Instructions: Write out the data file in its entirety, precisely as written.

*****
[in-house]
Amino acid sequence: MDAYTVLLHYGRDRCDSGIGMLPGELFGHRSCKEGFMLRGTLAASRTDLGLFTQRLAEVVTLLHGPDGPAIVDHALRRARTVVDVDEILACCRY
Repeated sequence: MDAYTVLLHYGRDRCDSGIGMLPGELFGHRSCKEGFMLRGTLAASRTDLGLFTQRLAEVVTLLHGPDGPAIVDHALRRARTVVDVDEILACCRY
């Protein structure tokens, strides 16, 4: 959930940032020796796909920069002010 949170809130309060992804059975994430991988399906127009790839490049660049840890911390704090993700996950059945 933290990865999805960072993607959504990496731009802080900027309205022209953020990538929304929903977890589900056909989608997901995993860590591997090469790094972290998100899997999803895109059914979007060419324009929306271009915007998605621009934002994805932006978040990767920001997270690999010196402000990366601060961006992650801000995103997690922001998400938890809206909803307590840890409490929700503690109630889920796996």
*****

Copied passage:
[in-house]
Amino acid sequence: MDAYTVLLHYGRDRCDSGIGMLPGELFGHRSCKEGFMLRGTLAASRTDLGLFTQRLAEVVTLLHGPDGPAIVDHALRRARTVVDVDEILACCRY
Repeated sequence: MDAYTVLLHYGRDRCDSGIGMLPGELFGHRSCKEGFMLRGTLAASRTDLGLFTQRLAEVVTLLHGPDGPAIVDHALRRARTVVDVDEILACCRY
């Protein structure tokens, strides 16, 4: 959930940032020796796909920069002010 949170809130309060992804059975994430991988399906127009790839490049660049840890911390704090993700996950059945 933290990865999805960072993607959504990496731009802080900027309205022209953020990538929304929903977890589900056909989608997901995993860590591997090469790094972290998100899997999803895109059914979007060419324009929306271009915007998605621009934002994805932006978040990767920001997270690999010196402000990366601060961006992650801000995103997690922001998400938890809206909803307590840890409490929700503690109630889920796996």